There are a large variety of different Euphorbia species, but they all produce a waxy, latex-like sap if their stems are damaged.
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This crested Euphorbia has a wave-like growth form that grows into large, attractive clumps with time. It may produce the occasional normal stem.
Instead of the well known globose shape of the typical Euphorbia obesa, the crested form has flattened, wavy stems. It tends to produce a few normal stems.
This long-stemmed Euphorbia has intense white variegation flecked with some green spots of chlorophyll. If given enough light, it turns a bright pink colour. It is covered in long, sharp spines at the top of each stem at maturity. They grow multiple stems and form an attractive cluster in time.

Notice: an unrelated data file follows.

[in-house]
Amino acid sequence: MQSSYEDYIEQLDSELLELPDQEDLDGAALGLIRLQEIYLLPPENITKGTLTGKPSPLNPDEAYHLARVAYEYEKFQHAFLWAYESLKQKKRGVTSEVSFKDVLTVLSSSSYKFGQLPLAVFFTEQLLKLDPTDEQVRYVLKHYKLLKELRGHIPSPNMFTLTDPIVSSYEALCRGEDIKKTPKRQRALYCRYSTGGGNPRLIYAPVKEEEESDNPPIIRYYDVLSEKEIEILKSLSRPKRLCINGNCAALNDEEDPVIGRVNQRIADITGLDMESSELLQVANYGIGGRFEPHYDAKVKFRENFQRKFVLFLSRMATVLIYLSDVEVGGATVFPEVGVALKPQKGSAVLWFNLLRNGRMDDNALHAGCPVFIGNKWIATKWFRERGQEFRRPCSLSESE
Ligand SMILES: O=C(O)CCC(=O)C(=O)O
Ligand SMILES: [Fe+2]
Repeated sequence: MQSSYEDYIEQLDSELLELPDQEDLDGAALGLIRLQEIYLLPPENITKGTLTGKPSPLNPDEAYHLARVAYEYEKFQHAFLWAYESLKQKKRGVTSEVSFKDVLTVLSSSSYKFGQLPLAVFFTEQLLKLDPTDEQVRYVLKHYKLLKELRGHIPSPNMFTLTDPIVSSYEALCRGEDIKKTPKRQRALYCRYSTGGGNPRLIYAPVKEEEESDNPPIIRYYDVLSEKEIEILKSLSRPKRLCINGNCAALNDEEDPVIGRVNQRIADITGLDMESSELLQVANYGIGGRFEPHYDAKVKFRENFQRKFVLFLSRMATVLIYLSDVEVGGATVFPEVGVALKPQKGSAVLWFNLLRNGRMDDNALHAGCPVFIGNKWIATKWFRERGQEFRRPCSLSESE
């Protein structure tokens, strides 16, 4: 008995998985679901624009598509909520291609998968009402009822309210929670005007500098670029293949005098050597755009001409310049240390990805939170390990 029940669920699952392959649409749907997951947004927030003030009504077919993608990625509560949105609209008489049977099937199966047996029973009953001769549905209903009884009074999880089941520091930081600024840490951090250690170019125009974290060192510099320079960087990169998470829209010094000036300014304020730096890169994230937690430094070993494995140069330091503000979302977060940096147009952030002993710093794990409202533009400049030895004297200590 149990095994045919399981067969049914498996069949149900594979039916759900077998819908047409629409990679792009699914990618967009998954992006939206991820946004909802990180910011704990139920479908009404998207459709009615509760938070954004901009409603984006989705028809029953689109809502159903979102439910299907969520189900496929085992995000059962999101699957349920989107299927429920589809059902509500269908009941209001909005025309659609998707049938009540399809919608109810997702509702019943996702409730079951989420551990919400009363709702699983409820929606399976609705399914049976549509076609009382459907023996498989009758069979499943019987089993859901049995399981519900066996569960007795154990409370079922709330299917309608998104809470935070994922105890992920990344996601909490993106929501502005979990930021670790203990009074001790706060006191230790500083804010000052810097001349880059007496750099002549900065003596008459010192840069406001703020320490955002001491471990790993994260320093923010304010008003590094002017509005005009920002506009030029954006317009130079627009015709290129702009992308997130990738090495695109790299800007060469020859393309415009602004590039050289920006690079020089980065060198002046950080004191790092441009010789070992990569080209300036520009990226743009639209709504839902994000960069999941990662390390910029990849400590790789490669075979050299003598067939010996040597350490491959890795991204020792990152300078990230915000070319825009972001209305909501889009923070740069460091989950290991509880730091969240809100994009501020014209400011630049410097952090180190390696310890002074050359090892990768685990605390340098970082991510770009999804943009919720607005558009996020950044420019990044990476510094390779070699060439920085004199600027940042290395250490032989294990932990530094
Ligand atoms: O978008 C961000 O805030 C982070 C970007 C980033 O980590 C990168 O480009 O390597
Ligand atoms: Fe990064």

Euphorbia bupleurifolia forms an attractive caudex that resembles a pineapple or cycad. The markings on the stem are caused by leaves shed by the plant.
This Euphorbia is often grown with the attractive tuberous caudex sticking out above the soil, giving the plant a 'fat bonsai' appearance.
Expert breeding from Thailand has produced some excellent cultivars of Euphorbia francoisii with mosaic-like leaf patterns and very dark colouration.
- Elita F
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